In Tidewater Tales, John Barth likens our reaction to death to chickens in a chicken coop at the mercy of a large black snake. When the snake kills a chicken, the other chickens squawk and run around nervously, but they soon return to their usual routine of eating, clucking and laying eggs. This is also a fair analogy for our responses to mass shootings. The “chickens” (us), talk, criticize and demand gun control measures; while the NRA and its congressmen, lay low (like the black snake) until we quit squawking.
Today I am one of those squawkers.
I had hoped that after Sandy Hook, where 20 first graders and 6 adults were killed in a horrific act of gun violence; we would pass legislation to protect ourselves.
But the black snake just waited us out.
In fact, after the Sandy Hook shooting nearly every state implemented new gun laws and almost two-thirds of those laws made access to guns easier (NY Times 2013). Two states that passed gun laws encouraging gun ownership were, you guessed it, Ohio and Texas.
Then I hoped that reforms might happen after the Parkland High School shooting which left 17 dead. Some students took off from school to go around the country advocating for gun laws to protect us.
But the black snake just waited.
Statistics show that there is little about gun ownership that is safe.
The risk of homicide is three times higher in homes with firearms. Over a dozen studies have found that increasing guns in homes increases homicides or violence. States with the most guns and the most favorable gun laws report the most accidental shooting deaths. Accidents made up 1.3% of the 36,247 U.S. shooting deaths in 2015.
The most recent Walmart shooting put to bed the canard that the best weapons against gun violence are “good guys” with guns. No gun owners in Texas, a strong open carry state, were able to stop the rampage. It turns out protecting yourself and protecting others using guns are two completely different skills, according to law enforcement officials.
Most of us want responsible gun controls, 57% favor a ban on assault weapons, 90% approve of background checks. The NRA’s extreme positions and recent scandal demonstrate that they do not represent the rights of responsible gun owners.
Which causes me to be frustrated and wonder why responsible gun owners (who represent the vast majority of gun owners) are not incensed by how they are being used by the NRA. The NRA today is little more than a shill for gun manufacturers.
Despite its obvious ties to gun manufacturers, the NRA has effectively sold fear, convincing its members that there will be a “domino effect” if we pass any laws to restrict gun ownership. Some have been convinced that the “government” will swoop down and take their guns away. (It is estimated that there are almost 400 million guns in America. Have you ever seen the government in action? Does anyone really believe that that the government could do this?)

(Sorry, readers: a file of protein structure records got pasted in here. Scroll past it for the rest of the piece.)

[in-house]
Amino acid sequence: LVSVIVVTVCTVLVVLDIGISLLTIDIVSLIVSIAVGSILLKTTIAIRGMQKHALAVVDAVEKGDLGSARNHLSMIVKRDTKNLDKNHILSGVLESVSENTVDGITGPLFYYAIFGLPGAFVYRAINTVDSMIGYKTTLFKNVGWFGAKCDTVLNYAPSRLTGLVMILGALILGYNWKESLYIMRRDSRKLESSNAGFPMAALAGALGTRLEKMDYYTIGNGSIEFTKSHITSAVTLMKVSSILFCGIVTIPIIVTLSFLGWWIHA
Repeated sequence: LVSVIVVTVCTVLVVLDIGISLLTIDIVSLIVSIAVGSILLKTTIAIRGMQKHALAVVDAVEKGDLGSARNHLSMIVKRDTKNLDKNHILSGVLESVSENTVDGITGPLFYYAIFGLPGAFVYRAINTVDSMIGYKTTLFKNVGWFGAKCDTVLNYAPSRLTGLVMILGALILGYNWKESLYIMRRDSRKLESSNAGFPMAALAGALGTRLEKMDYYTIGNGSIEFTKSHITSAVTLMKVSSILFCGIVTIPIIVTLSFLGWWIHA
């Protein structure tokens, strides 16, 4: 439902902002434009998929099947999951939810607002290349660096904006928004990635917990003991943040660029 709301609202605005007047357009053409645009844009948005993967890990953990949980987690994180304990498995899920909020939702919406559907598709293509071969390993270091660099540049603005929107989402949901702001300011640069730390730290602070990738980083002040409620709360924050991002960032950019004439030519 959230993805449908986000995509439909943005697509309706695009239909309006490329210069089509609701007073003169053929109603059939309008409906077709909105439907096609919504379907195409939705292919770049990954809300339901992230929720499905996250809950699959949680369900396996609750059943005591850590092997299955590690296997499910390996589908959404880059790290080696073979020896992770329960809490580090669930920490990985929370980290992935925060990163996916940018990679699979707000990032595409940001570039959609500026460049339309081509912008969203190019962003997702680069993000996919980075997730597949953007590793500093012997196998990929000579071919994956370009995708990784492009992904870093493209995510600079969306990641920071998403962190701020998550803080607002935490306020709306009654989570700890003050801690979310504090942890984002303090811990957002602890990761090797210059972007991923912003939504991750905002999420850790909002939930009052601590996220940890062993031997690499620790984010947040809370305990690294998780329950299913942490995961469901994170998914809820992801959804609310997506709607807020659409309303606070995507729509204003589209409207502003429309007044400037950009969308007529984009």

But something must be done. While many of the proposed solutions such as; red flag laws, background check and a ban on assault weapons, will do little to bring down the number of deaths; IT IS A START.
Can we let common sense prevail? Gun owners are already protected by the constitution.
Something as simple as banning assault weapons would have had a significant impact on the death toll in the Ohio shootings, where the shooter was able to kill 9 people and injure 27 others in less than a minute. He fired at least 41 times before six officers responded and killed him. And in El Paso, police responded within six minutes, by then the gunman had fled, leaving 22 people dead. The police have been able to respond very quickly and effectively to many mass shootings (the glaring exception being Parkland), but assault weapons are faster, than, well “a speeding bullet.”
There is an inconvenient truth here, the 10-year ban on assault weapons which ended in 2004 had no impact on the number of gun-related deaths. This is because there are so many gun related deaths each year and only a tiny fraction of gun deaths are the result of mass killings.
But what if a ban on assault weapons saved the life of one innocent victim, as it would have in Ohio or Texas or Sandy Hook or the nightclub shooting in Florida…would it be worth it?
Now back to my chicken coop analogy, the good news is that we are not chickens. We can sign petitions; we can notify our representatives and we can write checks and keep up the pressure in the hopes that someday our lawmakers listen to the voice of the majority.
We can find where that black snake is hiding.
Angela Rieck, a Caroline County native, received her PhD in Mathematical Psychology from the University of Maryland and worked as a scientist at Bell Labs, and other high-tech companies in New Jersey before retiring as a corporate executive. Angela and her dogs divide their time between St Michaels and Key West Florida. Her daughter lives and works in New York City.